The Transgender Muslim

The Transgender Muslim September 5, 2013

Transgender Muslims?  This has been a thing on my Facebook feed recently.  I even received a private message asking me about it.  Well, I’m not a scholar and I’m not a doctor and I’m not a psychologist, so you are going to get my complete off-the-cuff uneducated layperson’s point of view:

DNA.  It makes us what we are.  I went to school with a girl who had very masculine attributes.  Turns out she had a genetic mutation that gave her some extra male genes or something.  She was always the husky gal with the deep voice and the unibrow.  And you know what?  She was nice.  Funny, smart, normal.  I don’t know how she grew up, how she matured; I only knew her as a kid.  But she is one of my first memories of a man or woman, boy or girl, who did not fit into the traditional male /female stereotype.

Some people will immediately discount transgender people and ignorantly state that they should be ostracized or, Allah forbid, killed.  I just consider this, well, ignorant.  They may say “God doesn’t make mistakes!  He makes men men and he makes women women”.  And they quote a hadith about men who dress like women and women who dress like men being cursed.  This is out of context and overly simplistic.

Allah does not make mistakes.  He created Aadam and Hawwa, may Allah be pleased with them, and after that genetics had its turn.  No mistakes?  Babies are born with spinal defects and missing limbs.  No mistakes?  Babies are born blind or deaf.  Mistakes happen aplenty.  It’s called genetics.  Sometimes chromosomes get mixed up, or a pregnant mom gets exposed to a teratogenic chemical.  Stuff happens.  It’s not Allah coming down and boinking someone in the head with His cosmic finger.  It’s genetics.

And so we can have a baby born who has external genitalia of both men and women (a hermaphrodite).  Or we can have a baby born with “normal” genitalia, but inside the chemistry and psychology is at odds with the outer appendages.  So this child grows up, and it seems everyone knows early on that he or she is different.  At some point, John decides he wants to be Jane or Jane decides she wants to be John.  Seriously, once a person comes to the point of wanting sexual reassignment surgery, you  have to believe they have thought about this long and hard.  And they have to go through a battery of physical and psychological tests to weed out people who are simply mentally disturbed (yep, there is a subset that is not really transgender but wants the surgery for some reason).  And then surgery and hormones and all that goes along with it.  And then John is Jane or Jane is John and then he or she has to learn to live in the world as a man or woman for the first time.  What then?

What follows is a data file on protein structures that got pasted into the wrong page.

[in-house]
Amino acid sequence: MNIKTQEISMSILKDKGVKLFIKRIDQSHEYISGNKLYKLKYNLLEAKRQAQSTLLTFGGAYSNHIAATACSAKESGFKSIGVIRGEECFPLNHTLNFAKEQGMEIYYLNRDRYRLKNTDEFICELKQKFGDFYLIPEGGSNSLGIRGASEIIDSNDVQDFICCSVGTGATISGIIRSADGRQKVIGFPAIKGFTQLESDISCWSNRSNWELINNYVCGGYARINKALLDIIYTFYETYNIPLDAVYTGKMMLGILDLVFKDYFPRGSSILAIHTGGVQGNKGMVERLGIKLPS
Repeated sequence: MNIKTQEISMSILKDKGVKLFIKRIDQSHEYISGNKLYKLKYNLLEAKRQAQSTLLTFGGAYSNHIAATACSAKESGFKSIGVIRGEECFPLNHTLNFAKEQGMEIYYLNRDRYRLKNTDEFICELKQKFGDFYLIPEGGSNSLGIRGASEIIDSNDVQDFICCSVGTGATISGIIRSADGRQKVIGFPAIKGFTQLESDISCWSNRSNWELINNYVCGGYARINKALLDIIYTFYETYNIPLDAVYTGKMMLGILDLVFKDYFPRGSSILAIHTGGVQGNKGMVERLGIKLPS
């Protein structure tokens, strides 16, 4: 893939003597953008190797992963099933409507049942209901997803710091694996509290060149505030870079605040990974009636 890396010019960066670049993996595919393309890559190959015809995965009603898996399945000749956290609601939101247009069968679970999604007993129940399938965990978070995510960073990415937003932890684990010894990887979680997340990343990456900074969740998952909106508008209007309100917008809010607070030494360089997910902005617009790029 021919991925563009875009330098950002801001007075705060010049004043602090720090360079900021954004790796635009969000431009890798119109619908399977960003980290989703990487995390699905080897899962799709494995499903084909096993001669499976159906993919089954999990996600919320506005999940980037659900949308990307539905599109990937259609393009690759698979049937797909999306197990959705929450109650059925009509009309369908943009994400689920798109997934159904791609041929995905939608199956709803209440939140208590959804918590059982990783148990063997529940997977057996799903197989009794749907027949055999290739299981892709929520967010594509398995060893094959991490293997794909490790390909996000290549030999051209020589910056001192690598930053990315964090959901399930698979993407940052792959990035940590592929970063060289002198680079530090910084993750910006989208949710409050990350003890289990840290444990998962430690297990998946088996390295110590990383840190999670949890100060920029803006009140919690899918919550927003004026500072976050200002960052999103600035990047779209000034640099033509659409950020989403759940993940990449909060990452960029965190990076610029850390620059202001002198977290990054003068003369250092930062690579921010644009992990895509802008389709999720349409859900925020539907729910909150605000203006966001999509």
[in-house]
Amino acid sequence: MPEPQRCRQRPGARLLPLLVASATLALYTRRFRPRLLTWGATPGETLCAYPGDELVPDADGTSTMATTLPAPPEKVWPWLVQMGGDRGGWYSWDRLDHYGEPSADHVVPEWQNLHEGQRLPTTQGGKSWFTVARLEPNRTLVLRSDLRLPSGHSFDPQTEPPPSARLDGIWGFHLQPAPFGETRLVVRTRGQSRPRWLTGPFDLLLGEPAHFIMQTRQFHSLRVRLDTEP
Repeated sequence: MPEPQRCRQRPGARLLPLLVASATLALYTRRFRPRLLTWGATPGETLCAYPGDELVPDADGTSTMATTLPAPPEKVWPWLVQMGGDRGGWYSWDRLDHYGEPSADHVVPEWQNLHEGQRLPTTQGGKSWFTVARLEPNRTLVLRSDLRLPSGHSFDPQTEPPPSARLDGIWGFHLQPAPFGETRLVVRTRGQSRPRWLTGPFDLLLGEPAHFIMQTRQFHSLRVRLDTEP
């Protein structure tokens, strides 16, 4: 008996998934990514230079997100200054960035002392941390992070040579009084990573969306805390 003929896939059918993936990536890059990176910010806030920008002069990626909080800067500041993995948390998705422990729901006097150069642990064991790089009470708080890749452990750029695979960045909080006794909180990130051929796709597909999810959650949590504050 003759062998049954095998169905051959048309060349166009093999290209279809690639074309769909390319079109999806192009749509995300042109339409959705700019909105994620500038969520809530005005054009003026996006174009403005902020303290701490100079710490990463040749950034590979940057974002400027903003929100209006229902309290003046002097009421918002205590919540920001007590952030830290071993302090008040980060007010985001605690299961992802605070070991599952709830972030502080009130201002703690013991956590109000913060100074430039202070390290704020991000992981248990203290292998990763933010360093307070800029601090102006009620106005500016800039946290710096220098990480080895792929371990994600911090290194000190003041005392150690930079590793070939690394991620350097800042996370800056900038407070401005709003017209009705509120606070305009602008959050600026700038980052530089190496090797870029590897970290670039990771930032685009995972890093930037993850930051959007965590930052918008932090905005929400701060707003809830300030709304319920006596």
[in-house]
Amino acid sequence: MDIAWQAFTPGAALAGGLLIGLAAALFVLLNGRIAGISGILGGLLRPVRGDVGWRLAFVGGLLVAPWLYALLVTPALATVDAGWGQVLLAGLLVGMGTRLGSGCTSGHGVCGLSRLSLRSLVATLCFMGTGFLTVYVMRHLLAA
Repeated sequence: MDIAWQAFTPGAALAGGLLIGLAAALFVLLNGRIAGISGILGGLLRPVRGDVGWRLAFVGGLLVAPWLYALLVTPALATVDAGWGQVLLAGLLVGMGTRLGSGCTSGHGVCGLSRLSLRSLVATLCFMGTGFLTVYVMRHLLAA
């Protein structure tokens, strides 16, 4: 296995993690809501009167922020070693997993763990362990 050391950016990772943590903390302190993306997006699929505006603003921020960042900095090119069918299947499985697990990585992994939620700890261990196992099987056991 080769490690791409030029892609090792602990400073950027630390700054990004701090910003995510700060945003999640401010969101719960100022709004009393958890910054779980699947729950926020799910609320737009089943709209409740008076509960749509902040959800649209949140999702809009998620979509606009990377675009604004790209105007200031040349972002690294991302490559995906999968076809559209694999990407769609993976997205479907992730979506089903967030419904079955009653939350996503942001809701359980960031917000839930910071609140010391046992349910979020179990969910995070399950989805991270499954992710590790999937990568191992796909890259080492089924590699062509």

These people do not go through all this in a vacuum.  They have family, jobs, friends, a faith community.  The hardest thing must be to adjust to being the new you with all the old people around you.  There was an article about a British person, a man who transitioned into being a woman, and then she converted to Islam.  She was shunned by the masjid and told to pray with the men, even though she was fully living as a woman and considered herself one.  She was met with ignorance and hostility and ended up staying away from the community due to the lack of acceptance.  What lies in her future?  Allah knows.  People are very hidebound, fond of their ignorance, and slow to change.

I tend to just take people as they are, as I see them in front of me.  If I see a woman, dressed as a woman, living as a woman, praying as a woman, well, I’ll welcome her and treat her as my sister in Islam.  It’s not like this is just some pervert dude who shaved his face and threw on an abaya to take a walk on the wild side and see how the other half lives.  This is a person who made a life-altering, serious, heartfelt decision and who am I to say that she is not a she?  Genetics can cause this.  Just like it causes my weak eyesight.  I corrected my eyesight with laser surgery; John corrected his gender mismatch with surgery and hormones.  If John, now Jane, is sincere, I’m going to welcome her with open arms.

I do want to say at the end here that when I say genetics makes “mistakes”, I am NOT in any way implying that the child you love or the person you are is a “mistake” in the cosmic sense of the world.  My genetic makeup and my history and environment made me predisposed to anxiety and depression.  It’s a “mistake” in that it is a deviance from the norm of how one’s mind should work.  But I am not a mistake.  I am a person, much more than the sum of my genes.  So are you.  So is John, or Jane.  It’s a lot easier to talk about genetics dispassionately; much harder to talk about people with respect.  So, all respect to all my fellow human beings.


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